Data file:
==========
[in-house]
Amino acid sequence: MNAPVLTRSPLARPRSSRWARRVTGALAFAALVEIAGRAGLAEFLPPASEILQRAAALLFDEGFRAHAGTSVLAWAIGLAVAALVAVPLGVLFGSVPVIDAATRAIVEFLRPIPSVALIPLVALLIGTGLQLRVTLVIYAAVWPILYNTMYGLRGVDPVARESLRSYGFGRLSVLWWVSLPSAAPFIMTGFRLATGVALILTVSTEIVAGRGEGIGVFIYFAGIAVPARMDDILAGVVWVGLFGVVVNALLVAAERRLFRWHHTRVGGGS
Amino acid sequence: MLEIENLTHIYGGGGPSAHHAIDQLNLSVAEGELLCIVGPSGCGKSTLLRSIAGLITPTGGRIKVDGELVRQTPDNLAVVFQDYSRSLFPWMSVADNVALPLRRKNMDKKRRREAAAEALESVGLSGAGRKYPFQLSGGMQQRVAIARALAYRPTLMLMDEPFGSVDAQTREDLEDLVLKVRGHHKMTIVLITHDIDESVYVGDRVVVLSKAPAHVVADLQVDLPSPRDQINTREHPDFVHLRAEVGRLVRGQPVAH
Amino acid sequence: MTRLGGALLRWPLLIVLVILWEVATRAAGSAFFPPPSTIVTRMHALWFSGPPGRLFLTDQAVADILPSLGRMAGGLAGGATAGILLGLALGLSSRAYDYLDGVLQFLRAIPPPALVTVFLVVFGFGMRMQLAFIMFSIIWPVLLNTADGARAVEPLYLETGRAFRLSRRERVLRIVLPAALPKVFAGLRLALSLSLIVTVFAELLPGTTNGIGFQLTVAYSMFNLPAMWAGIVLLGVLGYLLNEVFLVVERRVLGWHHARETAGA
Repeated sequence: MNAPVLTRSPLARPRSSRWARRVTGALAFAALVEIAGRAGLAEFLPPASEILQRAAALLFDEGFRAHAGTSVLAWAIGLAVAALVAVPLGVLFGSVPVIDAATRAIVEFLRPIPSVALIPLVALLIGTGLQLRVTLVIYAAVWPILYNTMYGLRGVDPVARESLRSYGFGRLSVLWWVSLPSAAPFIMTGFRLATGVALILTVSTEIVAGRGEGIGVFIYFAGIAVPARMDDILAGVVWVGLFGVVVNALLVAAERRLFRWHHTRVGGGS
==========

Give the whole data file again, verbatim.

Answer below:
[in-house]
Amino acid sequence: MNAPVLTRSPLARPRSSRWARRVTGALAFAALVEIAGRAGLAEFLPPASEILQRAAALLFDEGFRAHAGTSVLAWAIGLAVAALVAVPLGVLFGSVPVIDAATRAIVEFLRPIPSVALIPLVALLIGTGLQLRVTLVIYAAVWPILYNTMYGLRGVDPVARESLRSYGFGRLSVLWWVSLPSAAPFIMTGFRLATGVALILTVSTEIVAGRGEGIGVFIYFAGIAVPARMDDILAGVVWVGLFGVVVNALLVAAERRLFRWHHTRVGGGS
Amino acid sequence: MLEIENLTHIYGGGGPSAHHAIDQLNLSVAEGELLCIVGPSGCGKSTLLRSIAGLITPTGGRIKVDGELVRQTPDNLAVVFQDYSRSLFPWMSVADNVALPLRRKNMDKKRRREAAAEALESVGLSGAGRKYPFQLSGGMQQRVAIARALAYRPTLMLMDEPFGSVDAQTREDLEDLVLKVRGHHKMTIVLITHDIDESVYVGDRVVVLSKAPAHVVADLQVDLPSPRDQINTREHPDFVHLRAEVGRLVRGQPVAH
Amino acid sequence: MTRLGGALLRWPLLIVLVILWEVATRAAGSAFFPPPSTIVTRMHALWFSGPPGRLFLTDQAVADILPSLGRMAGGLAGGATAGILLGLALGLSSRAYDYLDGVLQFLRAIPPPALVTVFLVVFGFGMRMQLAFIMFSIIWPVLLNTADGARAVEPLYLETGRAFRLSRRERVLRIVLPAALPKVFAGLRLALSLSLIVTVFAELLPGTTNGIGFQLTVAYSMFNLPAMWAGIVLLGVLGYLLNEVFLVVERRVLGWHHARETAGA
Repeated sequence: MNAPVLTRSPLARPRSSRWARRVTGALAFAALVEIAGRAGLAEFLPPASEILQRAAALLFDEGFRAHAGTSVLAWAIGLAVAALVAVPLGVLFGSVPVIDAATRAIVEFLRPIPSVALIPLVALLIGTGLQLRVTLVIYAAVWPILYNTMYGLRGVDPVARESLRSYGFGRLSVLWWVSLPSAAPFIMTGFRLATGVALILTVSTEIVAGRGEGIGVFIYFAGIAVPARMDDILAGVVWVGLFGVVVNALLVAAERRLFRWHHTRVGGGS